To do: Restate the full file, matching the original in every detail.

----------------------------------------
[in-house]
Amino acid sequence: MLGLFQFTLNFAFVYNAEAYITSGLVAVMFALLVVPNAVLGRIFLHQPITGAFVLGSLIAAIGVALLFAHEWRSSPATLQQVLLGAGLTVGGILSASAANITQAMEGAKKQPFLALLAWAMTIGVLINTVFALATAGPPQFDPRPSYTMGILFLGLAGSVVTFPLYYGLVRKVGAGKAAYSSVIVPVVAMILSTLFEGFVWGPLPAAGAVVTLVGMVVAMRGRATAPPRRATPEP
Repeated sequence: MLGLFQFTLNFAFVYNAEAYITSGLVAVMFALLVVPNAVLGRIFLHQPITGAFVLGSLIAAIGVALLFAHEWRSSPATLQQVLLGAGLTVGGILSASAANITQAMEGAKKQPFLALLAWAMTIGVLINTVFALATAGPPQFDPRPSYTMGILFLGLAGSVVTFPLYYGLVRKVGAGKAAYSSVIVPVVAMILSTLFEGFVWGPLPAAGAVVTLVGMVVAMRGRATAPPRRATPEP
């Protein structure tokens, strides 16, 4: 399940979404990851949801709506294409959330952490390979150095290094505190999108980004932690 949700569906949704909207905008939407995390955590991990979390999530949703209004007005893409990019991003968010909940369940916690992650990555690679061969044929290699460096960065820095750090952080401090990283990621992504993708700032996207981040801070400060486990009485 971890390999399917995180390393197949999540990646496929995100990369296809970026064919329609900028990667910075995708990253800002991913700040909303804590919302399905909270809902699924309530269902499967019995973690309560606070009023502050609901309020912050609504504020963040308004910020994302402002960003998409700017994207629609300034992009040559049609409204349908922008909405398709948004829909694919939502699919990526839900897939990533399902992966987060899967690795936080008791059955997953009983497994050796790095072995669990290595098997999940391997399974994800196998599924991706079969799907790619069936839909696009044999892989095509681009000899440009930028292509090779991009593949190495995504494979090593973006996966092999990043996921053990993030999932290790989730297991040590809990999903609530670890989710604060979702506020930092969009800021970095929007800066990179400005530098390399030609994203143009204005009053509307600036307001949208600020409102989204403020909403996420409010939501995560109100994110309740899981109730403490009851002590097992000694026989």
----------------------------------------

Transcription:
[in-house]
Amino acid sequence: MLGLFQFTLNFAFVYNAEAYITSGLVAVMFALLVVPNAVLGRIFLHQPITGAFVLGSLIAAIGVALLFAHEWRSSPATLQQVLLGAGLTVGGILSASAANITQAMEGAKKQPFLALLAWAMTIGVLINTVFALATAGPPQFDPRPSYTMGILFLGLAGSVVTFPLYYGLVRKVGAGKAAYSSVIVPVVAMILSTLFEGFVWGPLPAAGAVVTLVGMVVAMRGRATAPPRRATPEP
Repeated sequence: MLGLFQFTLNFAFVYNAEAYITSGLVAVMFALLVVPNAVLGRIFLHQPITGAFVLGSLIAAIGVALLFAHEWRSSPATLQQVLLGAGLTVGGILSASAANITQAMEGAKKQPFLALLAWAMTIGVLINTVFALATAGPPQFDPRPSYTMGILFLGLAGSVVTFPLYYGLVRKVGAGKAAYSSVIVPVVAMILSTLFEGFVWGPLPAAGAVVTLVGMVVAMRGRATAPPRRATPEP
């Protein structure tokens, strides 16, 4: 399940979404990851949801709506294409959330952490390979150095290094505190999108980004932690 949700569906949704909207905008939407995390955590991990979390999530949703209004007005893409990019991003968010909940369940916690992650990555690679061969044929290699460096960065820095750090952080401090990283990621992504993708700032996207981040801070400060486990009485 971890390999399917995180390393197949999540990646496929995100990369296809970026064919329609900028990667910075995708990253800002991913700040909303804590919302399905909270809902699924309530269902499967019995973690309560606070009023502050609901309020912050609504504020963040308004910020994302402002960003998409700017994207629609300034992009040559049609409204349908922008909405398709948004829909694919939502699919990526839900897939990533399902992966987060899967690795936080008791059955997953009983497994050796790095072995669990290595098997999940391997399974994800196998599924991706079969799907790619069936839909696009044999892989095509681009000899440009930028292509090779991009593949190495995504494979090593973006996966092999990043996921053990993030999932290790989730297991040590809990999903609530670890989710604060979702506020930092969009800021970095929007800066990179400005530098390399030609994203143009204005009053509307600036307001949208600020409102989204403020909403996420409010939501995560109100994110309740899981109730403490009851002590097992000694026989």